It’s a match made in heaven (to invoke the customary idiomatic phrase) between two artists whose practices are so compatible — as much in their affinities as in their distinctive divergences — that it seems crazy no one thought of pairing them before. An additional bravo, therefore, goes to the Belgian pied-à-terre shared by four exhibition spaces scattered across the globe: Park View/Paul Soto (Los Angeles), Lulu (Mexico City), LambdaLambdaLamda (Prishtina, Kosovo), and Misako & Rosen (Tokyo). Normally they take turns behind the wheel in Brussels, but this intergenerational presentation was jointly organized.
The elusive conceptualist On Kawara (1932–2014) is represented by two specimens from his famous “Today” series begun in 1966 and conceived to extend for the artist’s lifespan. For each one, Kawara painted — with a meticulousness mimicking industrial production — that day’s date in white lettering on a monochrome field, taking into account the linguistic conventions of the place where the particular work was carried out (one hundred cities total, give or take). Any paintings that were still unfinished when the portrayed date was past were destroyed, which gives a certain cornucopian novelty to the diptych presented — two pieces dated 25 July 1971.
Kawara’s ancillary activities to the paintings — recording their details in a journal and storing them with a clipping from a local newspaper bearing the same date — have acquired increasing attention among his aficionados. Viewers may well wonder what headlines occupied the front page of the New York Times on the date in question. That Kawara was featured on the cover of the July 1971 issue of Flash Art is also a notable coincidence.
Yuji Agematsu (b. 1956), for his part, moved to New York in the 1980s to study under jazz drummer extraordinaire Milford Graves, after completing his apprenticeship with Tokio Hasegawa of the legendary experimental music ensemble the Taj Mahal Travellers. Soon he started to wander the city — taking notes, sketching trajectories, picking up objects that captured his attention. At first it was simply to get acquainted with the new urban landscape, but soon enough, the promenades became the very core of his days. Found residue, debris, and plain garbage morphed into objects of sculptural value. Agematsu arranged his tiny, delicate compositions in the plastic wrappers of cigarette packs. Some of the works on display in this exhibition come from a two-week residency in Mexico City, bringing to light a formerly hidden connection: Mexico City was On Kawara’s first landing place after leaving Japan with his father. Regardless of the instinctive reaction that the materials can induce in the viewer (from curiosity to repulsion), the assemblages reveal a punctual exercise, the mastery of an alien methodology, and a compositional acumen that neutralizes any potential reception of the work as solely the precipitate of a process.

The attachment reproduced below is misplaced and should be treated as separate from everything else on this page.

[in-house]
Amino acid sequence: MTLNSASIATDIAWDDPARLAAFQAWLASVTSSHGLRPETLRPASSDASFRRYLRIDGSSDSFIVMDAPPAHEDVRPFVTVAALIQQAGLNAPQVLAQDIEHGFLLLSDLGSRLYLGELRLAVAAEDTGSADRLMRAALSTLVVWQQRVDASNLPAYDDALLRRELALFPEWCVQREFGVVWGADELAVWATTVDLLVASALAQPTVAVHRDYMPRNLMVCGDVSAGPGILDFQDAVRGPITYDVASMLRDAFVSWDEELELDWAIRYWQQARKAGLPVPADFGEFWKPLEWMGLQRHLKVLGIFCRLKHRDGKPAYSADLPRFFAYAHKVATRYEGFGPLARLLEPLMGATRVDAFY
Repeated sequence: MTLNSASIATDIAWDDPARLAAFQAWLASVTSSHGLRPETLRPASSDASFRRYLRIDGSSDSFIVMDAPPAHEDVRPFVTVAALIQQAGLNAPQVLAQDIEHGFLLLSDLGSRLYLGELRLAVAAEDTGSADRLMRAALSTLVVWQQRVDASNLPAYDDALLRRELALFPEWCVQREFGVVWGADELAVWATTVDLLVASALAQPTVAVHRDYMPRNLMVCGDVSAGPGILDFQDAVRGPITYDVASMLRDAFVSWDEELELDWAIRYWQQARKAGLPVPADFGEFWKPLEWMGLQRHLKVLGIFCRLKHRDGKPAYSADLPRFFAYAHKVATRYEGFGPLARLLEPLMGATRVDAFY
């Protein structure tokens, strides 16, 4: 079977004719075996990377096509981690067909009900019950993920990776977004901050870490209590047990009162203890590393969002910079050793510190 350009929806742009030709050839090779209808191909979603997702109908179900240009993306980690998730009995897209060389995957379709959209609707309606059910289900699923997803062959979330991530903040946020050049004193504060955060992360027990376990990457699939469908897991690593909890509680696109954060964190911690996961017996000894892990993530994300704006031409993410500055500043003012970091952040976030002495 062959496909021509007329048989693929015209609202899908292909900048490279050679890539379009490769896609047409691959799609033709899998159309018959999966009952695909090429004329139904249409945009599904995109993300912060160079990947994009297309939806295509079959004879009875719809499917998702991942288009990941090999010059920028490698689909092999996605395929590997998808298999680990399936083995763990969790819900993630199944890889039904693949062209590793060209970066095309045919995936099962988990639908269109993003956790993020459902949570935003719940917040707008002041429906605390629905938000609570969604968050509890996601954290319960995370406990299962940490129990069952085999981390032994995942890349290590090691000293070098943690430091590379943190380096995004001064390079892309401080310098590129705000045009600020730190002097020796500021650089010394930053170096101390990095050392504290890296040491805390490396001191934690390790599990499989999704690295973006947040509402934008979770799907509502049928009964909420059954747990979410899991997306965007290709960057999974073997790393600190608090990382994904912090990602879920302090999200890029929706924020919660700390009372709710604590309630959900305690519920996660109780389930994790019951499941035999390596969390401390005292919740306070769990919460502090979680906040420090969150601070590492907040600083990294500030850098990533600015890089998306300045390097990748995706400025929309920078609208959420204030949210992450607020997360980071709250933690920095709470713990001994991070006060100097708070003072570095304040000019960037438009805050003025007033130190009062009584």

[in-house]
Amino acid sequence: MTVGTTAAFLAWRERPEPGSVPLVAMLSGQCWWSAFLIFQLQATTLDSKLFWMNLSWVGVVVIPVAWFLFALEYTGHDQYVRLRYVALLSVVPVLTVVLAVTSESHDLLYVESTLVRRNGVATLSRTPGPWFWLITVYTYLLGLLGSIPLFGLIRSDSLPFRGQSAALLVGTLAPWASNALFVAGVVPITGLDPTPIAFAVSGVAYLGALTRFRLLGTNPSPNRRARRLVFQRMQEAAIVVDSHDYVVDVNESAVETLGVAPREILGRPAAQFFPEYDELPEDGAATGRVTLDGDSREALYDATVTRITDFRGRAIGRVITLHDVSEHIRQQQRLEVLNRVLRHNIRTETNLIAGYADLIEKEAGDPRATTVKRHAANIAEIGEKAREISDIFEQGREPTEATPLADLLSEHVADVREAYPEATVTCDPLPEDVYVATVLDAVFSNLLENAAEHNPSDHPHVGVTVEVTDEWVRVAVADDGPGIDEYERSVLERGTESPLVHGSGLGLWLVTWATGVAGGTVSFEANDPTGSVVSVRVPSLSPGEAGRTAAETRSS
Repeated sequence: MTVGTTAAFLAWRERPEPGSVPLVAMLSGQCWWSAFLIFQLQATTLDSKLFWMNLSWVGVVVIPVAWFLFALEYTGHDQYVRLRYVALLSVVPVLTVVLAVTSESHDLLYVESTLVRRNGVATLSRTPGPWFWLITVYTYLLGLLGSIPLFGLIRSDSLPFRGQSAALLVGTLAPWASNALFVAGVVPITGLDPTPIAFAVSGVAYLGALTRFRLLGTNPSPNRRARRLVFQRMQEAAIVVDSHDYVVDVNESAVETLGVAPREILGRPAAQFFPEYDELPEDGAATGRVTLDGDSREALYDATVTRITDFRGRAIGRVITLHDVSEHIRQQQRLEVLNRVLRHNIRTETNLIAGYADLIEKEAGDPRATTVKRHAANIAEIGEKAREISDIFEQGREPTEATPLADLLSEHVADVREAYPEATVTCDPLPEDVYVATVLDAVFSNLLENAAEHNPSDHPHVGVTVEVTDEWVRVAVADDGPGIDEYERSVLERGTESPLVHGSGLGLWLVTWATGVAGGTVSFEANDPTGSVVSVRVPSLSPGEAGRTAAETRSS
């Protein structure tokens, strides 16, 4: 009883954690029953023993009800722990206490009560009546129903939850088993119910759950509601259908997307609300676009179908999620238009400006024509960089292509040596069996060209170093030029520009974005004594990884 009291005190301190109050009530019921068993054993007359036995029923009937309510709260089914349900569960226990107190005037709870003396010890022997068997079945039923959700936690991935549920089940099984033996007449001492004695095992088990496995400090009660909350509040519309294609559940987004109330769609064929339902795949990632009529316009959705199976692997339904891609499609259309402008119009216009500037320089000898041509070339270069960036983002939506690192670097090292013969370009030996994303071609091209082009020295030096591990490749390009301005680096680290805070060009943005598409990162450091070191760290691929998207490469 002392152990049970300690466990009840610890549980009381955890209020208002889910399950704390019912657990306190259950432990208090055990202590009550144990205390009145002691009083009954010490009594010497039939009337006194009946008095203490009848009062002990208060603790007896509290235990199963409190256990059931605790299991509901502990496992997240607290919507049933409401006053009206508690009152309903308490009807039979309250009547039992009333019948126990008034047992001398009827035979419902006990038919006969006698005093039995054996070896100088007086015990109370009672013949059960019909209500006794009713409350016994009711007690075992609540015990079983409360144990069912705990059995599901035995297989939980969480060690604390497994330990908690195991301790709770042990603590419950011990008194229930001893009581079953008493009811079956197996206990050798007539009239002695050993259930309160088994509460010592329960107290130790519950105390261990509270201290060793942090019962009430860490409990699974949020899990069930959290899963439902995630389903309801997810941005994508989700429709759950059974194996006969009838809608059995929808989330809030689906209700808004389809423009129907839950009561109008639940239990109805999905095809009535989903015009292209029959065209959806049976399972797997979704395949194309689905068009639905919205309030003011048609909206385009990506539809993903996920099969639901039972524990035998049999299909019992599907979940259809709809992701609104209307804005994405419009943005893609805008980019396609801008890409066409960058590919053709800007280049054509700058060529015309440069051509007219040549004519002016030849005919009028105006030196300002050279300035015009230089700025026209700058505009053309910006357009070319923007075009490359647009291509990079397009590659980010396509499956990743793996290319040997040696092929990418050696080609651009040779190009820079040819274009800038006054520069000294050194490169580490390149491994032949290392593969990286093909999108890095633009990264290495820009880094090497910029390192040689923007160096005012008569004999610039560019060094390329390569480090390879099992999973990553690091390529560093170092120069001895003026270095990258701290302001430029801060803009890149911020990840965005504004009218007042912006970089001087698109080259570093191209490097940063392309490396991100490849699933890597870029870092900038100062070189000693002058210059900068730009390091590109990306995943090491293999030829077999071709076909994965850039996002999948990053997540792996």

Both artists establish subtle relationships with time and its passage. They condense it, encapsulate it, index it. Kawara’s paintings are self-portraits in which the artist’s features atrophy into a pure mark of his existence at a given moment (“still alive” is a refrain in his other series as well). The traces of Agematsu’s days are normally presented in vitrine-like, orderly shelf arrangements like sculptural approximations of calendars. But they also deal with labor. Better: with the meaning of “work” in “artwork.” At a moment when art’s pictorial, and in general “heroic,” connotations were being radically questioned, the “Today” paintings absorb almost entirely and explicitly the amount of work necessary to carry them out. They standardize as much as possible the rules of execution in a seductive game (concerning the single works, never the series) with the idea of fungible commodity.
For his part, Agematsu may look like a flaneur, the Baudelairian dandy strolling aimlessly through the city for a variety of reasons: to deplete the most precious resource of a human life; to treasure volatile, prismatic impressions to be molded into poetry; to resist “productive work,” that infamous mark of the bourgeoisie. Only the German philosopher Walter Benjamin, in his enamored ruminations on the French capital, hinted at the fact that the bohemian wandered (also) in an indirect assonance with the siren song of shiny commercial goods, then being displayed in increasingly seductive configurations in the streets, the arcades, the department stores. In short, the flaneur was an unaware antecedent of the consumer to come. Agematsu’s work — beautiful as it is — sings a song of waste, of the left behind.
La Maison de Rendez Vous takes its name from a breakneck noirish novel by the nouveau roman exponent Alain Robbe-Grillet. I suspect that on very few occasions before the exhibition space have been so germane to the text in its incessant multiplication of impalpable clues and undeniable formal charm.